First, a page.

It's unclear what effect the elevated death rate will have on the part-time military's ability to recruit and keep soldiers. Although the Guard has met its goals for retaining soldiers since the war began, it missed its recruiting goal of 56,000 soldiers last year by about 7,000 and has fallen behind this year.

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    The deployment of guard units to Iraq, on a scale never seen even in the Vietnam war, has driven the cost of the war deep into middle America. In 2005, guard forces were at one point more than half the combat forces in Iraq (a percentage never reached in the far greater guard mobilisations of both world wars). And while National Guard and reserve deaths were a quarter of all US fatalities since the war began, this year they increased: for August and September 2005 they were 56%.


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    I am not sure what the source of your article is, but it is not recent, as the anecdote about a Guardsman asking Secretary Rumsfeld about HMMWV up-armoring shows.

    As of February 3, 2007, Army casualties in Iraq were as follows:

    Army: 1,291 hostile deaths; 303 non-hostile deaths, 10,878 WIAs.

    Army Reserve: 79 hostile deaths; 33 non-hostile deaths, 981 WIAs.

    National Guard: 306 hostile deaths; 101 non-hostile deaths, 3,270 WIAs.

    As for the reason for the discrepancy between OIF and other conflicts, the first article glossed over and merely alluded to the simplest reason: unlike the prior conflicts the article cites - Vietnam and Desert Storm - OIF has involved heavily National Guard combat units. Few Guard units were sent to Vietnam, and in Desert Storm, the overwhelming majority of Guard and Reserve units deployed were support units. The brunt of the fighting was by regular units. Your second post at least alludes to that, but doesn't really analyze it.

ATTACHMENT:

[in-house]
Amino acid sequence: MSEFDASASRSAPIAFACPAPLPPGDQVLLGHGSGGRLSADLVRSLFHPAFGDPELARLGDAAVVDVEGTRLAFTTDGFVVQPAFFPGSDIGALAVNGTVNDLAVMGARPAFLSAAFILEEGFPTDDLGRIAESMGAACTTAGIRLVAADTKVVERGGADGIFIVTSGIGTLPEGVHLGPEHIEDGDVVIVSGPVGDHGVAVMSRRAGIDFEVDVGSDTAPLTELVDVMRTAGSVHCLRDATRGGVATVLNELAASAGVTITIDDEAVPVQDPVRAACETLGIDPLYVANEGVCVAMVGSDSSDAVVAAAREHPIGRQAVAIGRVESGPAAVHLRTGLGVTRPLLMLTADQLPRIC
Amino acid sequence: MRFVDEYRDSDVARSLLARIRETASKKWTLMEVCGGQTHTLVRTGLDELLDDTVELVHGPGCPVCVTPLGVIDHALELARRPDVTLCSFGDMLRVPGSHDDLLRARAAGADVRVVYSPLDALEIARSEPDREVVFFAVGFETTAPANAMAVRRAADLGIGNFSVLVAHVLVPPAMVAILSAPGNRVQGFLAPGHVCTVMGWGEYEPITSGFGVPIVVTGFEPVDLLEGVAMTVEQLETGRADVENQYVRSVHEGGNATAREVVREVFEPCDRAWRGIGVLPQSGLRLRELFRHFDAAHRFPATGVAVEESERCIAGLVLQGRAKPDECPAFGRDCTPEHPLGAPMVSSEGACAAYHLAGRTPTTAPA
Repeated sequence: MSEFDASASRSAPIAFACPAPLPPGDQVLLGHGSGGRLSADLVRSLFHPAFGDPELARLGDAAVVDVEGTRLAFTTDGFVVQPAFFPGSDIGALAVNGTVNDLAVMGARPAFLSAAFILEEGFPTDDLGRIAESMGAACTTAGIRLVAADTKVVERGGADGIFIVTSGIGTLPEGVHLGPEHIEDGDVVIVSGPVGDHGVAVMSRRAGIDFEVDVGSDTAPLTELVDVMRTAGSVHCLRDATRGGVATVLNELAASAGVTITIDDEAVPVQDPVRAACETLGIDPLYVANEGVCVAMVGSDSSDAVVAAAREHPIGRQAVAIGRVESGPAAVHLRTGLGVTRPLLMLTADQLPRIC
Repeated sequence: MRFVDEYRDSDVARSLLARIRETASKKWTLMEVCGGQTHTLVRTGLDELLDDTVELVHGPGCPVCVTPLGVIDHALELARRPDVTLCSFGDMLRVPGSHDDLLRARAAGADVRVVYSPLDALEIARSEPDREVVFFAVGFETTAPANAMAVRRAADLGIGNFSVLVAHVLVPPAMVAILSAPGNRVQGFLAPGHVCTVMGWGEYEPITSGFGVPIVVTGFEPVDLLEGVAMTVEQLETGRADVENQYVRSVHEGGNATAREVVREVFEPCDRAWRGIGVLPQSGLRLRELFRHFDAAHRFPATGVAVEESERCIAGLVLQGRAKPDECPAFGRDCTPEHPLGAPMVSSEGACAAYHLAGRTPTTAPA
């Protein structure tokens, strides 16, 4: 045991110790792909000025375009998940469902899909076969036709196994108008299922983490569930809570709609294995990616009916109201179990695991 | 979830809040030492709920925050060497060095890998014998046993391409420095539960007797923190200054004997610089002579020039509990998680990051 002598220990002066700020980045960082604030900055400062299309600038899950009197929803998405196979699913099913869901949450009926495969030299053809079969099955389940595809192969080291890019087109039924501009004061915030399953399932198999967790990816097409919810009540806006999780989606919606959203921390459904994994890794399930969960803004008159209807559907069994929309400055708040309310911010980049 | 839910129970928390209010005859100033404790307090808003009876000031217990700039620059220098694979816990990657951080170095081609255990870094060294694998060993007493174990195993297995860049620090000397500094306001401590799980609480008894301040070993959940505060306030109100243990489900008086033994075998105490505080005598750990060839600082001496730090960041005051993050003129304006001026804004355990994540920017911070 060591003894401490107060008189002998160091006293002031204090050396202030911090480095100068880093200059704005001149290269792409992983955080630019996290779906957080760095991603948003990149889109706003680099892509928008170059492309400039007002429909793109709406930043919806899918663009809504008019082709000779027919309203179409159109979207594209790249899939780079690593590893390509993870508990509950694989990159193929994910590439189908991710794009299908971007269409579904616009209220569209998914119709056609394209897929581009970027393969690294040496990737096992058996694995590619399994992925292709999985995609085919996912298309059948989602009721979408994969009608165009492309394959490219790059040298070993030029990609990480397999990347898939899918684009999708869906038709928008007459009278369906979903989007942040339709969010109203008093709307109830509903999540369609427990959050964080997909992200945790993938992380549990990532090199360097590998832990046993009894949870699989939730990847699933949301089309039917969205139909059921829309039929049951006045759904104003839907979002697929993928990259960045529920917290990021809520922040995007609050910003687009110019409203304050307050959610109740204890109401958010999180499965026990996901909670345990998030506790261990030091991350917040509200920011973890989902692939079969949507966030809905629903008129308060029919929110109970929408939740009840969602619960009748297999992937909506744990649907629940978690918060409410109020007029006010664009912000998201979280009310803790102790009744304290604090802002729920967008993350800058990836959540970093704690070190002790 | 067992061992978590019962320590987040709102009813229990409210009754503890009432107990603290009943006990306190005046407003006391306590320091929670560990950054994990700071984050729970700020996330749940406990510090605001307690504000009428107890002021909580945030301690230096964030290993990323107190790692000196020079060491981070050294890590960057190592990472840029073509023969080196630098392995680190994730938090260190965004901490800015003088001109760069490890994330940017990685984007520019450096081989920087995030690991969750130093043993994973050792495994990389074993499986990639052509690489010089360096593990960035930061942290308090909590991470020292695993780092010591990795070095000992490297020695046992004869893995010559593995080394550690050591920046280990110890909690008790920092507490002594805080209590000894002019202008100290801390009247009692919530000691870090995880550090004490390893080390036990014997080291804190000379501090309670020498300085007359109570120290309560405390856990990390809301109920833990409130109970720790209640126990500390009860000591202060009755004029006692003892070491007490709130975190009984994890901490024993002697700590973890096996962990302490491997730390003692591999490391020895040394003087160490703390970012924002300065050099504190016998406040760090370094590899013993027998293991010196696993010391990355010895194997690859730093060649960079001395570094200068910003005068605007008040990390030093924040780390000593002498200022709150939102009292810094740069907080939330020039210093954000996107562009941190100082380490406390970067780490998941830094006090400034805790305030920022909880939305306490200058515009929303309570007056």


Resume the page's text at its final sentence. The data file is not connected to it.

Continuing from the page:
I don't know about non-divisional units, but during World War II, Army divisions suffered 138,262 combat deaths. This was 58.8% of all Army combat deaths. The Army Air Force suffered 40,061 combat deaths, or 17.06%. Most of the other combat casualties were to non-divisional units directly supporting divisions, such as tank destroyer battalions, etc. National Guard divisions suffered 39,483 of these combat deaths, which was more than were suffered by regular Army divisions. The rest of divisional deaths were suffered by Organized Reserve divisions, which made up the majority of WW2 divisions. Also, the Army's overall death rate was one for every 35 soldiers, and the battle death rate was one for every 48.

    As for World War I, divisions took an even higher percentage of casualties, given the nature of the war. Divisions took 94% of all battle deaths. National Guard divisions suffered 18,233 battle deaths, or 39% of all divisions, and 36% of all battle deaths. Still, the highest casualty rates were suffered by the first three regular divisions, the 1st, 2nd and 3rd Divisions. These three divisions alone took 24% of all deaths in World War I.

    If you choose as a baseline Vietnam and Desert Storm, conflicts where the Guard's role was minor, you will get a misleading perception. Similarly, if you tried to compare the low rate of reserve deaths to World War II, where the reserve was the majority of forces, you get another skewered perception.